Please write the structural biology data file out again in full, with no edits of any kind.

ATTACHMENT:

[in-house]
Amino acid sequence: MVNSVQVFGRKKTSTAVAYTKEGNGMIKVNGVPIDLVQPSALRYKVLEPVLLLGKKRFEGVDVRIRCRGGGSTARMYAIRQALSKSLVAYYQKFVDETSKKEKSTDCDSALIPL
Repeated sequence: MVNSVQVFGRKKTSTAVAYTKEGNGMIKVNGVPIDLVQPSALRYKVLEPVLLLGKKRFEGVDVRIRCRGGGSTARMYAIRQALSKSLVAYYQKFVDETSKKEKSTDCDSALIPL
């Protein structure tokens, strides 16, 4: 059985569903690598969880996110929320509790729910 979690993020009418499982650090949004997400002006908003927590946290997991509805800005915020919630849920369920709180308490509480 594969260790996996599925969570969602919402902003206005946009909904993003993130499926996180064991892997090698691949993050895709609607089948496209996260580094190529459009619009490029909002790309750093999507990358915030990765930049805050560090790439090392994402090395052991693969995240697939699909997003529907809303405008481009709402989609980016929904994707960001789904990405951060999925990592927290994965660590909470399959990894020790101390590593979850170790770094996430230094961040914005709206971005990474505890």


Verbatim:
[in-house]
Amino acid sequence: MVNSVQVFGRKKTSTAVAYTKEGNGMIKVNGVPIDLVQPSALRYKVLEPVLLLGKKRFEGVDVRIRCRGGGSTARMYAIRQALSKSLVAYYQKFVDETSKKEKSTDCDSALIPL
Repeated sequence: MVNSVQVFGRKKTSTAVAYTKEGNGMIKVNGVPIDLVQPSALRYKVLEPVLLLGKKRFEGVDVRIRCRGGGSTARMYAIRQALSKSLVAYYQKFVDETSKKEKSTDCDSALIPL
């Protein structure tokens, strides 16, 4: 059985569903690598969880996110929320509790729910 979690993020009418499982650090949004997400002006908003927590946290997991509805800005915020919630849920369920709180308490509480 594969260790996996599925969570969602919402902003206005946009909904993003993130499926996180064991892997090698691949993050895709609607089948496209996260580094190529459009619009490029909002790309750093999507990358915030990765930049805050560090790439090392994402090395052991693969995240697939699909997003529907809303405008481009709402989609980016929904994707960001789904990405951060999925990592927290994965660590909470399959990894020790101390590593979850170790770094996430230094961040914005709206971005990474505890």